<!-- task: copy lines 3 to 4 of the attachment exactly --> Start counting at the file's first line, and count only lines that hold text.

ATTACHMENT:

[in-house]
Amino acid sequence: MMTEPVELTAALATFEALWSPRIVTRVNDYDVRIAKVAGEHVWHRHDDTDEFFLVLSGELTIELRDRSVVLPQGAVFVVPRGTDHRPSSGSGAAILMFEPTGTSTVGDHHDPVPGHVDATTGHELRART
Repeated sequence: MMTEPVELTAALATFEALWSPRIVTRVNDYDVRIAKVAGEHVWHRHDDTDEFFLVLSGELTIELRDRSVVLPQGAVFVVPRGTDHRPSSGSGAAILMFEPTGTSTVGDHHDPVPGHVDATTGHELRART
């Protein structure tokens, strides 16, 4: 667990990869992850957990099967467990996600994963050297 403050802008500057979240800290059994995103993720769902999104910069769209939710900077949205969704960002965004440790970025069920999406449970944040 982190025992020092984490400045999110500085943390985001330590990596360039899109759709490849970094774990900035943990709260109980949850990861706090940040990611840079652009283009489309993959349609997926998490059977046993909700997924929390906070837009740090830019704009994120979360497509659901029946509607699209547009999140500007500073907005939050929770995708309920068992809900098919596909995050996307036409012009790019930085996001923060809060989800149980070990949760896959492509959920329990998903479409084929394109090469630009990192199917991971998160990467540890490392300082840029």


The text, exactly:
Repeated sequence: MMTEPVELTAALATFEALWSPRIVTRVNDYDVRIAKVAGEHVWHRHDDTDEFFLVLSGELTIELRDRSVVLPQGAVFVVPRGTDHRPSSGSGAAILMFEPTGTSTVGDHHDPVPGHVDATTGHELRART
């Protein structure tokens, strides 16, 4: 667990990869992850957990099967467990996600994963050297 403050802008500057979240800290059994995103993720769902999104910069769209939710900077949205969704960002965004440790970025069920999406449970944040 982190025992020092984490400045999110500085943390985001330590990596360039899109759709490849970094774990900035943990709260109980949850990861706090940040990611840079652009283009489309993959349609997926998490059977046993909700997924929390906070837009740090830019704009994120979360497509659901029946509607699209547009999140500007500073907005939050929770995708309920068992809900098919596909995050996307036409012009790019930085996001923060809060989800149980070990949760896959492509959920329990998903479409084929394109090469630009990192199917991971998160990467540890490392300082840029």